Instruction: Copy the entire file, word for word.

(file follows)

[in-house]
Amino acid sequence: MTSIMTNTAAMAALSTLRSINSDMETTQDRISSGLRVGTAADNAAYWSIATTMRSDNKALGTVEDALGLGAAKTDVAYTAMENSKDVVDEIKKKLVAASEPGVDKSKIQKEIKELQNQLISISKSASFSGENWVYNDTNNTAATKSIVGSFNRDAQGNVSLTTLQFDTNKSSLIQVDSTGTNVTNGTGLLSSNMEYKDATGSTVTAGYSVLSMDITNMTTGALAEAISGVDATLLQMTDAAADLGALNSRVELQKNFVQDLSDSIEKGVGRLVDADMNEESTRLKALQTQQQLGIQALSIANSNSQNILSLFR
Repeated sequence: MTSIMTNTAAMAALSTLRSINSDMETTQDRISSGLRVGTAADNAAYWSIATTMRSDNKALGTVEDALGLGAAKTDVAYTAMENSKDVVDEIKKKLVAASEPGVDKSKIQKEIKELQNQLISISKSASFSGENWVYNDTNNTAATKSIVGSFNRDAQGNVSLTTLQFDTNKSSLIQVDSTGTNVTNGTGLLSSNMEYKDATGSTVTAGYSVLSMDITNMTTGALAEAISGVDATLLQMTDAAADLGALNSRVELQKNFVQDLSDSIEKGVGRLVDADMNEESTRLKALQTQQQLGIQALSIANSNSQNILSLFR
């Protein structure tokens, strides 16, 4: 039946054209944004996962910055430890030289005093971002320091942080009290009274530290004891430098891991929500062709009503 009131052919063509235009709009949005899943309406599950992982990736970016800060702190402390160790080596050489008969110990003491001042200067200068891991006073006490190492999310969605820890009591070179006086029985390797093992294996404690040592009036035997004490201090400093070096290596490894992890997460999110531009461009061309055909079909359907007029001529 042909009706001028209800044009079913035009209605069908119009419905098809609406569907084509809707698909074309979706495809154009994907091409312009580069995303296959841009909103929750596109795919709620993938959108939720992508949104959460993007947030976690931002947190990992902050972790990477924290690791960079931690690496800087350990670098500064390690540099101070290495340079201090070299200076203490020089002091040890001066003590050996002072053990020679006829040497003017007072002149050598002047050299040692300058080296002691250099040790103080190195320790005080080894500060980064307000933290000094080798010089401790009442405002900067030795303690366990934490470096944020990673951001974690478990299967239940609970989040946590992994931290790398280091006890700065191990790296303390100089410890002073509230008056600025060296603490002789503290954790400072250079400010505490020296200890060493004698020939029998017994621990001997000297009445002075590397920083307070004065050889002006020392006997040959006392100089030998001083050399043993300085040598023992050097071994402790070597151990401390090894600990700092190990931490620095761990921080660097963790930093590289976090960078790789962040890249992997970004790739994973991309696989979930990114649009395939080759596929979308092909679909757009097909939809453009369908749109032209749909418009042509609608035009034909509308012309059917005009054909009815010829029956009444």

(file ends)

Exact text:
[in-house]
Amino acid sequence: MTSIMTNTAAMAALSTLRSINSDMETTQDRISSGLRVGTAADNAAYWSIATTMRSDNKALGTVEDALGLGAAKTDVAYTAMENSKDVVDEIKKKLVAASEPGVDKSKIQKEIKELQNQLISISKSASFSGENWVYNDTNNTAATKSIVGSFNRDAQGNVSLTTLQFDTNKSSLIQVDSTGTNVTNGTGLLSSNMEYKDATGSTVTAGYSVLSMDITNMTTGALAEAISGVDATLLQMTDAAADLGALNSRVELQKNFVQDLSDSIEKGVGRLVDADMNEESTRLKALQTQQQLGIQALSIANSNSQNILSLFR
Repeated sequence: MTSIMTNTAAMAALSTLRSINSDMETTQDRISSGLRVGTAADNAAYWSIATTMRSDNKALGTVEDALGLGAAKTDVAYTAMENSKDVVDEIKKKLVAASEPGVDKSKIQKEIKELQNQLISISKSASFSGENWVYNDTNNTAATKSIVGSFNRDAQGNVSLTTLQFDTNKSSLIQVDSTGTNVTNGTGLLSSNMEYKDATGSTVTAGYSVLSMDITNMTTGALAEAISGVDATLLQMTDAAADLGALNSRVELQKNFVQDLSDSIEKGVGRLVDADMNEESTRLKALQTQQQLGIQALSIANSNSQNILSLFR
């Protein structure tokens, strides 16, 4: 039946054209944004996962910055430890030289005093971002320091942080009290009274530290004891430098891991929500062709009503 009131052919063509235009709009949005899943309406599950992982990736970016800060702190402390160790080596050489008969110990003491001042200067200068891991006073006490190492999310969605820890009591070179006086029985390797093992294996404690040592009036035997004490201090400093070096290596490894992890997460999110531009461009061309055909079909359907007029001529 042909009706001028209800044009079913035009209605069908119009419905098809609406569907084509809707698909074309979706495809154009994907091409312009580069995303296959841009909103929750596109795919709620993938959108939720992508949104959460993007947030976690931002947190990992902050972790990477924290690791960079931690690496800087350990670098500064390690540099101070290495340079201090070299200076203490020089002091040890001066003590050996002072053990020679006829040497003017007072002149050598002047050299040692300058080296002691250099040790103080190195320790005080080894500060980064307000933290000094080798010089401790009442405002900067030795303690366990934490470096944020990673951001974690478990299967239940609970989040946590992994931290790398280091006890700065191990790296303390100089410890002073509230008056600025060296603490002789503290954790400072250079400010505490020296200890060493004698020939029998017994621990001997000297009445002075590397920083307070004065050889002006020392006997040959006392100089030998001083050399043993300085040598023992050097071994402790070597151990401390090894600990700092190990931490620095761990921080660097963790930093590289976090960078790789962040890249992997970004790739994973991309696989979930990114649009395939080759596929979308092909679909757009097909939809453009369908749109032209749909418009042509609608035009034909509308012309059917005009054909009815010829029956009444």